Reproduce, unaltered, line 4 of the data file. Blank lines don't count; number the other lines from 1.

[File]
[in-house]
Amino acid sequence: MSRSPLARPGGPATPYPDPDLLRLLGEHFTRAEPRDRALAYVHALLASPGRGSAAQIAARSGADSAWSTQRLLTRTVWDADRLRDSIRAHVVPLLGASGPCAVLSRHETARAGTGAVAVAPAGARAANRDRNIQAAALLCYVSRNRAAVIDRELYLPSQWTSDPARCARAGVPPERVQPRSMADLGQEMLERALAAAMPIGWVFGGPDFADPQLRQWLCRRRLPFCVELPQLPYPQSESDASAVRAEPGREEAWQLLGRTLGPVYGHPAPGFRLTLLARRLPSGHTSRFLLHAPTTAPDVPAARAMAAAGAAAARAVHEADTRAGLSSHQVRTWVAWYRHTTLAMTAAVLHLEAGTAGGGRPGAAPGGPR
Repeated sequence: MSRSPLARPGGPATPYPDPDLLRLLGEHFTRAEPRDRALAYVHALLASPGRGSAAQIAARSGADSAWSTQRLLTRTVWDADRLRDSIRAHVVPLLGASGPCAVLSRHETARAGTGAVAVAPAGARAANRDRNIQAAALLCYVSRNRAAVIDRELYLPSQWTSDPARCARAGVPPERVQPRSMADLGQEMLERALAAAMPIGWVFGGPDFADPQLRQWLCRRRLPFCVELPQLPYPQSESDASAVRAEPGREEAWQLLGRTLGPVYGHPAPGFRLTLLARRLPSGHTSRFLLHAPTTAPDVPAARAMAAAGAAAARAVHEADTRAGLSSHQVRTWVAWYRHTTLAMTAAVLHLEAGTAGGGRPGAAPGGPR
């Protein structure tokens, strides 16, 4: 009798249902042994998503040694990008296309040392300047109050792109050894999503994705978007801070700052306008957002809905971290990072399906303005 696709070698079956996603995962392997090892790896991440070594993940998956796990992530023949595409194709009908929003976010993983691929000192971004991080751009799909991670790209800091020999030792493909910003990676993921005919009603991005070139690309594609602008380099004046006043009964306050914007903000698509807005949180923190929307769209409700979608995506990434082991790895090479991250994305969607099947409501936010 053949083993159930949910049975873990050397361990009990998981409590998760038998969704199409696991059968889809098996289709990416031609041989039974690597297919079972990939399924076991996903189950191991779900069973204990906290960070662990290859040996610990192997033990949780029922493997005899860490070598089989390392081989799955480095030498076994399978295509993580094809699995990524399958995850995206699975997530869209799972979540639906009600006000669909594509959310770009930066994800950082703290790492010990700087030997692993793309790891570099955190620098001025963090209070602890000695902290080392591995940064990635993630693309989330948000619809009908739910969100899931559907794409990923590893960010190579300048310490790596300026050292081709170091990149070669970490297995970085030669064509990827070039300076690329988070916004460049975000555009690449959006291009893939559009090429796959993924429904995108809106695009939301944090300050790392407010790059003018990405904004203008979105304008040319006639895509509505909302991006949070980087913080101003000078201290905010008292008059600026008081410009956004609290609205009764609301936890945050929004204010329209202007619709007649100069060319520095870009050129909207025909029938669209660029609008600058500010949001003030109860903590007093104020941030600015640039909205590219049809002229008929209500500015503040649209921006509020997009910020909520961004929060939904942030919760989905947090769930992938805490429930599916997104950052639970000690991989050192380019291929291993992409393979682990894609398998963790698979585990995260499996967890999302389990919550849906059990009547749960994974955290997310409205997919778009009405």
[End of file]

């Protein structure tokens, strides 16, 4: 009798249902042994998503040694990008296309040392300047109050792109050894999503994705978007801070700052306008957002809905971290990072399906303005 696709070698079956996603995962392997090892790896991440070594993940998956796990992530023949595409194709009908929003976010993983691929000192971004991080751009799909991670790209800091020999030792493909910003990676993921005919009603991005070139690309594609602008380099004046006043009964306050914007903000698509807005949180923190929307769209409700979608995506990434082991790895090479991250994305969607099947409501936010 053949083993159930949910049975873990050397361990009990998981409590998760038998969704199409696991059968889809098996289709990416031609041989039974690597297919079972990939399924076991996903189950191991779900069973204990906290960070662990290859040996610990192997033990949780029922493997005899860490070598089989390392081989799955480095030498076994399978295509993580094809699995990524399958995850995206699975997530869209799972979540639906009600006000669909594509959310770009930066994800950082703290790492010990700087030997692993793309790891570099955190620098001025963090209070602890000695902290080392591995940064990635993630693309989330948000619809009908739910969100899931559907794409990923590893960010190579300048310490790596300026050292081709170091990149070669970490297995970085030669064509990827070039300076690329988070916004460049975000555009690449959006291009893939559009090429796959993924429904995108809106695009939301944090300050790392407010790059003018990405904004203008979105304008040319006639895509509505909302991006949070980087913080101003000078201290905010008292008059600026008081410009956004609290609205009764609301936890945050929004204010329209202007619709007649100069060319520095870009050129909207025909029938669209660029609008600058500010949001003030109860903590007093104020941030600015640039909205590219049809002229008929209500500015503040649209921006509020997009910020909520961004929060939904942030919760989905947090769930992938805490429930599916997104950052639970000690991989050192380019291929291993992409393979682990894609398998963790698979585990995260499996967890999302389990919550849906059990009547749960994974955290997310409205997919778009009405």